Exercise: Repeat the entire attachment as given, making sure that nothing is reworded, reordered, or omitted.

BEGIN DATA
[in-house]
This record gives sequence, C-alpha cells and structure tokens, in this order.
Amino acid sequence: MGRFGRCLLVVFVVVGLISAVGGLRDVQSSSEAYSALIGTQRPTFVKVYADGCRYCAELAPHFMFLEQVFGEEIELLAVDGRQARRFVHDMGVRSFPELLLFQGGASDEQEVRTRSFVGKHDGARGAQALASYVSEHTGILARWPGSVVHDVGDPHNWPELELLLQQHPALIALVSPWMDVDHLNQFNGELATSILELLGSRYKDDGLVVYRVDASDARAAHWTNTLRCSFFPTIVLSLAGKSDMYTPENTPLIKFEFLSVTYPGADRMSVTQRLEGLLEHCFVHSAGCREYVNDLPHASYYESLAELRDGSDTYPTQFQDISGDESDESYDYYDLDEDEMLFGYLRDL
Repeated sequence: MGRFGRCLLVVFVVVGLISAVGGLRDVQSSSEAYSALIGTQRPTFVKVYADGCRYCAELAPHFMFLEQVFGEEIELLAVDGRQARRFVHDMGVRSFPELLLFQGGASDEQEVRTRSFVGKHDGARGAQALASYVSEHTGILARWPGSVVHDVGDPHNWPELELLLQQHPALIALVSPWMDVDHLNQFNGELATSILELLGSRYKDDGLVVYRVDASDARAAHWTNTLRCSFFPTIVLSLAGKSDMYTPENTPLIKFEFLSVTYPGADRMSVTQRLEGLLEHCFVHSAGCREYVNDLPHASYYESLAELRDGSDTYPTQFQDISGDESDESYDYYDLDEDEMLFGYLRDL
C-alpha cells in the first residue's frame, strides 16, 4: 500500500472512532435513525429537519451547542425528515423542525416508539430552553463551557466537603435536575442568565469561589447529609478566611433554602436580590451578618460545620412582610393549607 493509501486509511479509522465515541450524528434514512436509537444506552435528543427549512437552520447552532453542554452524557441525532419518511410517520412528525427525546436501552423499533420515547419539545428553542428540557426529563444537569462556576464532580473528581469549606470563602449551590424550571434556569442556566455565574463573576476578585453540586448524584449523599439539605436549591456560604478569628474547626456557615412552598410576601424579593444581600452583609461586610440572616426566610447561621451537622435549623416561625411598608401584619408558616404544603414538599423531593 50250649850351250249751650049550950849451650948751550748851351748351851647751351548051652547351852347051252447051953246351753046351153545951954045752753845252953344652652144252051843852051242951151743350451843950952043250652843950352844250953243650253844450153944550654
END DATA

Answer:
[in-house]
This record gives sequence, C-alpha cells and structure tokens, in this order.
Amino acid sequence: MGRFGRCLLVVFVVVGLISAVGGLRDVQSSSEAYSALIGTQRPTFVKVYADGCRYCAELAPHFMFLEQVFGEEIELLAVDGRQARRFVHDMGVRSFPELLLFQGGASDEQEVRTRSFVGKHDGARGAQALASYVSEHTGILARWPGSVVHDVGDPHNWPELELLLQQHPALIALVSPWMDVDHLNQFNGELATSILELLGSRYKDDGLVVYRVDASDARAAHWTNTLRCSFFPTIVLSLAGKSDMYTPENTPLIKFEFLSVTYPGADRMSVTQRLEGLLEHCFVHSAGCREYVNDLPHASYYESLAELRDGSDTYPTQFQDISGDESDESYDYYDLDEDEMLFGYLRDL
Repeated sequence: MGRFGRCLLVVFVVVGLISAVGGLRDVQSSSEAYSALIGTQRPTFVKVYADGCRYCAELAPHFMFLEQVFGEEIELLAVDGRQARRFVHDMGVRSFPELLLFQGGASDEQEVRTRSFVGKHDGARGAQALASYVSEHTGILARWPGSVVHDVGDPHNWPELELLLQQHPALIALVSPWMDVDHLNQFNGELATSILELLGSRYKDDGLVVYRVDASDARAAHWTNTLRCSFFPTIVLSLAGKSDMYTPENTPLIKFEFLSVTYPGADRMSVTQRLEGLLEHCFVHSAGCREYVNDLPHASYYESLAELRDGSDTYPTQFQDISGDESDESYDYYDLDEDEMLFGYLRDL
C-alpha cells in the first residue's frame, strides 16, 4: 500500500472512532435513525429537519451547542425528515423542525416508539430552553463551557466537603435536575442568565469561589447529609478566611433554602436580590451578618460545620412582610393549607 493509501486509511479509522465515541450524528434514512436509537444506552435528543427549512437552520447552532453542554452524557441525532419518511410517520412528525427525546436501552423499533420515547419539545428553542428540557426529563444537569462556576464532580473528581469549606470563602449551590424550571434556569442556566455565574463573576476578585453540586448524584449523599439539605436549591456560604478569628474547626456557615412552598410576601424579593444581600452583609461586610440572616426566610447561621451537622435549623416561625411598608401584619408558616404544603414538599423531593 50250649850351250249751650049550950849451650948751550748851351748351851647751351548051652547351852347051252447051953246351753046351153545951954045752753845252953344652652144252051843852051242951151743350451843950952043250652843950352844250953243650253844450153944550654